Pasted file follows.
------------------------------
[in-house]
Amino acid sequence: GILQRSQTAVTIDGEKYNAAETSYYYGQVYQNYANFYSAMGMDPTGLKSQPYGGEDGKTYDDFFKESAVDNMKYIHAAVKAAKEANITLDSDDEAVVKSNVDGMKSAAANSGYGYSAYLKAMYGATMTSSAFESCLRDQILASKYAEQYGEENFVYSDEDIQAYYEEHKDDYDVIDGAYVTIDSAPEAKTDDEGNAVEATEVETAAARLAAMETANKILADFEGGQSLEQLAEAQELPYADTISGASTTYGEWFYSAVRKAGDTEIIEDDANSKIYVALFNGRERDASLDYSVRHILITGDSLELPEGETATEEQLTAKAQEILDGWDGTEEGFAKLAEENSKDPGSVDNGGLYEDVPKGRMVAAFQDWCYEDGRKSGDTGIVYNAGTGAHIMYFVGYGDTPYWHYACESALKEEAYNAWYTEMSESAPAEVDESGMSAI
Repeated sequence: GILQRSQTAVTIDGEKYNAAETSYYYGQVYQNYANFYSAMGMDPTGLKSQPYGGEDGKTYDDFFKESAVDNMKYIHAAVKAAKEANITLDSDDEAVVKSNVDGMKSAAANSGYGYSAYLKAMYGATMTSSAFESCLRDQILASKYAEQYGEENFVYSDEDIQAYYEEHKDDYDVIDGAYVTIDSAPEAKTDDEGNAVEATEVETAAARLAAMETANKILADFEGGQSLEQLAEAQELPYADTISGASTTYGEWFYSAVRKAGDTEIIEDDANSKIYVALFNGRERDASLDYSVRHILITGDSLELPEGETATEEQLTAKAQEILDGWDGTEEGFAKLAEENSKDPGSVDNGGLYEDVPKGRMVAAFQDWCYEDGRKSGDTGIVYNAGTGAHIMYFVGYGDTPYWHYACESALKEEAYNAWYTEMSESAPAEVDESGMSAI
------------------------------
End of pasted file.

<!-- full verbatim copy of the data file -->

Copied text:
[in-house]
Amino acid sequence: GILQRSQTAVTIDGEKYNAAETSYYYGQVYQNYANFYSAMGMDPTGLKSQPYGGEDGKTYDDFFKESAVDNMKYIHAAVKAAKEANITLDSDDEAVVKSNVDGMKSAAANSGYGYSAYLKAMYGATMTSSAFESCLRDQILASKYAEQYGEENFVYSDEDIQAYYEEHKDDYDVIDGAYVTIDSAPEAKTDDEGNAVEATEVETAAARLAAMETANKILADFEGGQSLEQLAEAQELPYADTISGASTTYGEWFYSAVRKAGDTEIIEDDANSKIYVALFNGRERDASLDYSVRHILITGDSLELPEGETATEEQLTAKAQEILDGWDGTEEGFAKLAEENSKDPGSVDNGGLYEDVPKGRMVAAFQDWCYEDGRKSGDTGIVYNAGTGAHIMYFVGYGDTPYWHYACESALKEEAYNAWYTEMSESAPAEVDESGMSAI
Repeated sequence: GILQRSQTAVTIDGEKYNAAETSYYYGQVYQNYANFYSAMGMDPTGLKSQPYGGEDGKTYDDFFKESAVDNMKYIHAAVKAAKEANITLDSDDEAVVKSNVDGMKSAAANSGYGYSAYLKAMYGATMTSSAFESCLRDQILASKYAEQYGEENFVYSDEDIQAYYEEHKDDYDVIDGAYVTIDSAPEAKTDDEGNAVEATEVETAAARLAAMETANKILADFEGGQSLEQLAEAQELPYADTISGASTTYGEWFYSAVRKAGDTEIIEDDANSKIYVALFNGRERDASLDYSVRHILITGDSLELPEGETATEEQLTAKAQEILDGWDGTEEGFAKLAEENSKDPGSVDNGGLYEDVPKGRMVAAFQDWCYEDGRKSGDTGIVYNAGTGAHIMYFVGYGDTPYWHYACESALKEEAYNAWYTEMSESAPAEVDESGMSAI